It’s become a truism of the environmental movement. Eating meat is bad for the planet. A few years back, a couple of researchers published a study claiming that livestock is responsible for 51 percent — 51 percent! — of the world’s greenhouse gas emissions. The FAO says it’s closer to 18 percent, but still…
Jim Howell, a lifelong rancher and the CEO of a company called Grasslands LLC, says this conventional wisdom is ill-informed and misleading. More important, he has set out to disprove it. Grasslands owns four cattle ranches in South Dakota and Montana, where the company is monitoring the environmental impacts of its unconventional approach to ranching — called holistic management — and forging relationships with nonprofits like The Nature Conservancy and the Natural Resources Defense Council, hoping to turn them into allies. Last month, Howell’s partner, mentor and friend, Allan Savory, who is a Zimbabwean farmer, politician and environmentalist, delivered a TED talk called “How to Green the World’s Deserts and Reverse Climate Change” that rapidly attracted about half a million views. Their argument, in brief, is that traditional ranching methods can degrade land and threaten biodiversity but that, when managed well, cows can actually be restorative.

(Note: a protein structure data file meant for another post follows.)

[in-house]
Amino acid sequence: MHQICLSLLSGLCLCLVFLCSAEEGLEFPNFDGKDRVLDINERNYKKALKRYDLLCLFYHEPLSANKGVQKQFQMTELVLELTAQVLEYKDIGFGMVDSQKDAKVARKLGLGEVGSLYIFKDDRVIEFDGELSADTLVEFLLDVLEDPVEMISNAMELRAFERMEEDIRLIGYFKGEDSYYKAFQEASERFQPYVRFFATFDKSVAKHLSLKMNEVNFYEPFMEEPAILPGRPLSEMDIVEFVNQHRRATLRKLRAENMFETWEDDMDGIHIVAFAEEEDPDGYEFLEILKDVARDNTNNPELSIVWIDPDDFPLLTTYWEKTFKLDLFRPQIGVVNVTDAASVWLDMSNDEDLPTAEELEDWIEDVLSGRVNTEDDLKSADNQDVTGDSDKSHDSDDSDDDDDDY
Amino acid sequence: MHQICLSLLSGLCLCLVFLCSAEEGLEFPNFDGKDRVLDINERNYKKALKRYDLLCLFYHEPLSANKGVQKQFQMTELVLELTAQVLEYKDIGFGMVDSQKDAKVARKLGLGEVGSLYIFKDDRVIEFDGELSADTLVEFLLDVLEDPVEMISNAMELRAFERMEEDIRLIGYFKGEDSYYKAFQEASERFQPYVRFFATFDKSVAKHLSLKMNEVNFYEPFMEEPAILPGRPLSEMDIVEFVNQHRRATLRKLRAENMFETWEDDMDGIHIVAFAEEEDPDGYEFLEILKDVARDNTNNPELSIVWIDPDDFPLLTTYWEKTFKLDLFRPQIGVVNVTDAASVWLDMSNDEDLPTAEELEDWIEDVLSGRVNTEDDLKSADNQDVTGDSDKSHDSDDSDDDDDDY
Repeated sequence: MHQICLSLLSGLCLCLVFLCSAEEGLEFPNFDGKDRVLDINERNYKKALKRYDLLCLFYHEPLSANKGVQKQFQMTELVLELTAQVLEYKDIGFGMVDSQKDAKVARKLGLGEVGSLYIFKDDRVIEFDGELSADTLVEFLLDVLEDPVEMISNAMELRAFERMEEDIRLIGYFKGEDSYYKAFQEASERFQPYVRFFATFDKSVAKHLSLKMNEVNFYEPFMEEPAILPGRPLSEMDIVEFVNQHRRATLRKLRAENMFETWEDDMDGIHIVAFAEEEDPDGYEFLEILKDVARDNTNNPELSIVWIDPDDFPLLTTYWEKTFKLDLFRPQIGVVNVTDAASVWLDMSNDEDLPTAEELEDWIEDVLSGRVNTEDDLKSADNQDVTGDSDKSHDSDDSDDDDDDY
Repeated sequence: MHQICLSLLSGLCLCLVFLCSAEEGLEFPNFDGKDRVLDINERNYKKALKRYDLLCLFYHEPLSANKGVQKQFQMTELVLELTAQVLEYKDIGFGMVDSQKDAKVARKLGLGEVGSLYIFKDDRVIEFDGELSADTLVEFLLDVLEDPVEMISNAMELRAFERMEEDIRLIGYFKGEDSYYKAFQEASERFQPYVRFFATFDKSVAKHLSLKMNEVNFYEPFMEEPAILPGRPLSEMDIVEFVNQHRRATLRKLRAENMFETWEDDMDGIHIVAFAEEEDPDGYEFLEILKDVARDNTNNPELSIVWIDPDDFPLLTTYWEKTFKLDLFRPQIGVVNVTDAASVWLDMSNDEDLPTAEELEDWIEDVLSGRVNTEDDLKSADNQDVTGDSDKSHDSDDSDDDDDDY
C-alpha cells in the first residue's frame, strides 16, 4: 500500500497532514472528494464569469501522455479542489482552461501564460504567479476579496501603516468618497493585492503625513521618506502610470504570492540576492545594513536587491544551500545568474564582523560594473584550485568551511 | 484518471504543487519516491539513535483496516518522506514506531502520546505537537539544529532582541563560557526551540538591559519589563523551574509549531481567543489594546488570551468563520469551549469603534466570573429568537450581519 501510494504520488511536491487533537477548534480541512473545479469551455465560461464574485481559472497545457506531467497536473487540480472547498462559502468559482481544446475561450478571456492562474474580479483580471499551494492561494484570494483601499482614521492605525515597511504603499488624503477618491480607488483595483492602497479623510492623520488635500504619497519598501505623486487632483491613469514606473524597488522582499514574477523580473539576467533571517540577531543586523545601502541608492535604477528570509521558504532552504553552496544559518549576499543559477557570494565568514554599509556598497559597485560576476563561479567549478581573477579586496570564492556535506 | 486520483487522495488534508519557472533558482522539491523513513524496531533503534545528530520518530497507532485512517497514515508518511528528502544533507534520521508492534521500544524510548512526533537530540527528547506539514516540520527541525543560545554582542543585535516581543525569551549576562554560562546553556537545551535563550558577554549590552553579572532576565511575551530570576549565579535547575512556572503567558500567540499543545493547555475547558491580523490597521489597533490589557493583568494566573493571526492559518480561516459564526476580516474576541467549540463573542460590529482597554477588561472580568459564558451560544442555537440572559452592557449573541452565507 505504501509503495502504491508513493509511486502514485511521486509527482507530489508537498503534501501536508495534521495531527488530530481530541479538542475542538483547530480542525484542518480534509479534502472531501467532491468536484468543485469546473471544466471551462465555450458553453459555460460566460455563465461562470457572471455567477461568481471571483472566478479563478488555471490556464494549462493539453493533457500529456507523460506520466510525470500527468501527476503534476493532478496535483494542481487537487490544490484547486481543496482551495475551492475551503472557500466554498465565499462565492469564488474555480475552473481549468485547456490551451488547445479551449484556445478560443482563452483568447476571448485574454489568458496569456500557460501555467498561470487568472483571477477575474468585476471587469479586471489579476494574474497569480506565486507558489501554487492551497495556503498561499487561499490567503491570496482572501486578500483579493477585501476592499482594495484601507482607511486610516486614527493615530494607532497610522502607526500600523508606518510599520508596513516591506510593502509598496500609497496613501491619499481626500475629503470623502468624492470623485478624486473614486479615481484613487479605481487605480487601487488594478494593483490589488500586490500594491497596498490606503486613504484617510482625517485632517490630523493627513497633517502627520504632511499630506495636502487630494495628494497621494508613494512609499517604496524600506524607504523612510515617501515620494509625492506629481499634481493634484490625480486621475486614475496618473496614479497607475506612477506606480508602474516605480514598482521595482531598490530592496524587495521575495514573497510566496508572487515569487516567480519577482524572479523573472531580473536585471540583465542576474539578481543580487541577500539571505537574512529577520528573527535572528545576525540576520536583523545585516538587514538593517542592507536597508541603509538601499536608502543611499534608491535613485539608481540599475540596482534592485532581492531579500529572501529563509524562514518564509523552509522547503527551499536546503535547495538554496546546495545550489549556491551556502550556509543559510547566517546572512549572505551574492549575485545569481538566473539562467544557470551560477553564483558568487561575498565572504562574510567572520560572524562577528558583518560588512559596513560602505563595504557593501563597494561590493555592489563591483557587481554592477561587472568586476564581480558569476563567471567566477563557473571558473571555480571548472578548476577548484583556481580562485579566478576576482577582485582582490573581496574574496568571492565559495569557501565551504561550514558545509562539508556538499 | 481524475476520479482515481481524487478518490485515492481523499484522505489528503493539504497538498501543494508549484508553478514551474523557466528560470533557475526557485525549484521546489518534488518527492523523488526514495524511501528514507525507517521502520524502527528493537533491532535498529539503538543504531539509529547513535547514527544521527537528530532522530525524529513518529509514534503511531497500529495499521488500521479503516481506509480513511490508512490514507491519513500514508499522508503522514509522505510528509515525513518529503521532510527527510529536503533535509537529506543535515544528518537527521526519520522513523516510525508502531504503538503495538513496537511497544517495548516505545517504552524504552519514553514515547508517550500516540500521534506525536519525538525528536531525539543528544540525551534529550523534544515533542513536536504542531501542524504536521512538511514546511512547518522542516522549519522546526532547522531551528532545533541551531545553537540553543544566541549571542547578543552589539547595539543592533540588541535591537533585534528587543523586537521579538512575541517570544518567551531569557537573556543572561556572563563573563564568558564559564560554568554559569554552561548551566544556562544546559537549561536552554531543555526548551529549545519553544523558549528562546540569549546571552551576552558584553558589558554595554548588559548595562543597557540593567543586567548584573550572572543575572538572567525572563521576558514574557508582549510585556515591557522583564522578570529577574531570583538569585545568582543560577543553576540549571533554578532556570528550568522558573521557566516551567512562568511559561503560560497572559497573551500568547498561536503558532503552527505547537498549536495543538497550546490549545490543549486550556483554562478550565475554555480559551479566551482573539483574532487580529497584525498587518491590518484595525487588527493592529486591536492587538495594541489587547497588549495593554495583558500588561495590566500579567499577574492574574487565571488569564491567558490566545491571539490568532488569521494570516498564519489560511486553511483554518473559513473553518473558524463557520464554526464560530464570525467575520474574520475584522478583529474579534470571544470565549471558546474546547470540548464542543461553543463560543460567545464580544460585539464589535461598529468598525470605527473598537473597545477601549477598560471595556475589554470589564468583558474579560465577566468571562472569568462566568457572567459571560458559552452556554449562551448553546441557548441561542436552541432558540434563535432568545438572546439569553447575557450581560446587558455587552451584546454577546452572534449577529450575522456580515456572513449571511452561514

What’s most interesting (to me, anyway) is that Howell, Allan Savory and their investor-partners in Grasslands believe that they can use markets to drive their unorthodox ideas about ranching to a much, much larger scale. They argue that holistic management is better for business, better for the land, better for the climate and, not incidentally, a way to raise more cattle on less land than conventional methods and thus help feed a hungry, growing planet.
If it sounds too good to be true….well, their arguments have been controversial for decades, and certainly since 1988, when Savory described his methods in a 564-page book called Holistic Resource Management, In a book review[PDF, download] in the Journal of Soil & Water Conservation, a Berkeley range ecologist named James Bartolome wrote: “Holistic resource management itself is a model for a management system with little novelty and severe technical problems…Those who apply Savory’s approach do so at their peril.” The Savory Institute has compiled a portfolio of supporting evidence, including peer-reviewed papers, but the debate rages on.
Howell, 44, comes from a family that has been ranching in Colorado since the late 1800s. He intends to bring further science and economics to bear on the question of whether ranching, done right, can help regenerate the planet, improve the farm economy and, as one of his investors, John Fullerton, puts it, “harness the power of capital and markets to shift the course of capitalism onto a more just and sustainable path.” A former managing director at JP Morgan, Fullerton is now president of the Capital Institute and an investor in Grasslands LLC, along with Larry Lunt, a private investor and environmentalist who runs a family office called Armonia. The Savory Institute, a for-profit company that carries out Savory’s work–Howell’s wife is CEO–is also an owner of Grasslands. Other investors will be brought on as Grasslands grows, as its owners expect it to. [click to continue…]